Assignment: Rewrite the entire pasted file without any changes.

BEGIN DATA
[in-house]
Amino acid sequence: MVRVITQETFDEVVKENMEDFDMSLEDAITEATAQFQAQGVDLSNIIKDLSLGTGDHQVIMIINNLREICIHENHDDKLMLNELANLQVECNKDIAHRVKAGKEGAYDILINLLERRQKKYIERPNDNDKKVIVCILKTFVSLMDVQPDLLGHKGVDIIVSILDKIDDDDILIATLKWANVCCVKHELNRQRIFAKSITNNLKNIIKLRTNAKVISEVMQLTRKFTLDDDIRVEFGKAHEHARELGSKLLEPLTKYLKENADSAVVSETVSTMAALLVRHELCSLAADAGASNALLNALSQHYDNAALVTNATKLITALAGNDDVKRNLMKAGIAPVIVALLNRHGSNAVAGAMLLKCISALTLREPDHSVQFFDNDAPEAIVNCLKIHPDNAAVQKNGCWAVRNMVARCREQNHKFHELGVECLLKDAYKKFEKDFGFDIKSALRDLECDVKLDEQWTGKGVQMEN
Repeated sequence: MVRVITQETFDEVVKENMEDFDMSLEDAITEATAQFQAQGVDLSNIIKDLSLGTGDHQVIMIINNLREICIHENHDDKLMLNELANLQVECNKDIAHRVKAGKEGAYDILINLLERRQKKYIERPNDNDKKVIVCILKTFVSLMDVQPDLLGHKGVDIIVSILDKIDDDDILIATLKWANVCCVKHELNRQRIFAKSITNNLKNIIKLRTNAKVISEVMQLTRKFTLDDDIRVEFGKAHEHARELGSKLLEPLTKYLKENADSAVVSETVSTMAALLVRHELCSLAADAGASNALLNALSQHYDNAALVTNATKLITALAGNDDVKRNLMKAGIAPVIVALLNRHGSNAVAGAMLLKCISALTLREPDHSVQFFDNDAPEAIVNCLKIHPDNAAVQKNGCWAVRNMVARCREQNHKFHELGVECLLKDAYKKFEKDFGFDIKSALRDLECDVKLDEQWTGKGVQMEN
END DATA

[in-house]
Amino acid sequence: MVRVITQETFDEVVKENMEDFDMSLEDAITEATAQFQAQGVDLSNIIKDLSLGTGDHQVIMIINNLREICIHENHDDKLMLNELANLQVECNKDIAHRVKAGKEGAYDILINLLERRQKKYIERPNDNDKKVIVCILKTFVSLMDVQPDLLGHKGVDIIVSILDKIDDDDILIATLKWANVCCVKHELNRQRIFAKSITNNLKNIIKLRTNAKVISEVMQLTRKFTLDDDIRVEFGKAHEHARELGSKLLEPLTKYLKENADSAVVSETVSTMAALLVRHELCSLAADAGASNALLNALSQHYDNAALVTNATKLITALAGNDDVKRNLMKAGIAPVIVALLNRHGSNAVAGAMLLKCISALTLREPDHSVQFFDNDAPEAIVNCLKIHPDNAAVQKNGCWAVRNMVARCREQNHKFHELGVECLLKDAYKKFEKDFGFDIKSALRDLECDVKLDEQWTGKGVQMEN
Repeated sequence: MVRVITQETFDEVVKENMEDFDMSLEDAITEATAQFQAQGVDLSNIIKDLSLGTGDHQVIMIINNLREICIHENHDDKLMLNELANLQVECNKDIAHRVKAGKEGAYDILINLLERRQKKYIERPNDNDKKVIVCILKTFVSLMDVQPDLLGHKGVDIIVSILDKIDDDDILIATLKWANVCCVKHELNRQRIFAKSITNNLKNIIKLRTNAKVISEVMQLTRKFTLDDDIRVEFGKAHEHARELGSKLLEPLTKYLKENADSAVVSETVSTMAALLVRHELCSLAADAGASNALLNALSQHYDNAALVTNATKLITALAGNDDVKRNLMKAGIAPVIVALLNRHGSNAVAGAMLLKCISALTLREPDHSVQFFDNDAPEAIVNCLKIHPDNAAVQKNGCWAVRNMVARCREQNHKFHELGVECLLKDAYKKFEKDFGFDIKSALRDLECDVKLDEQWTGKGVQMEN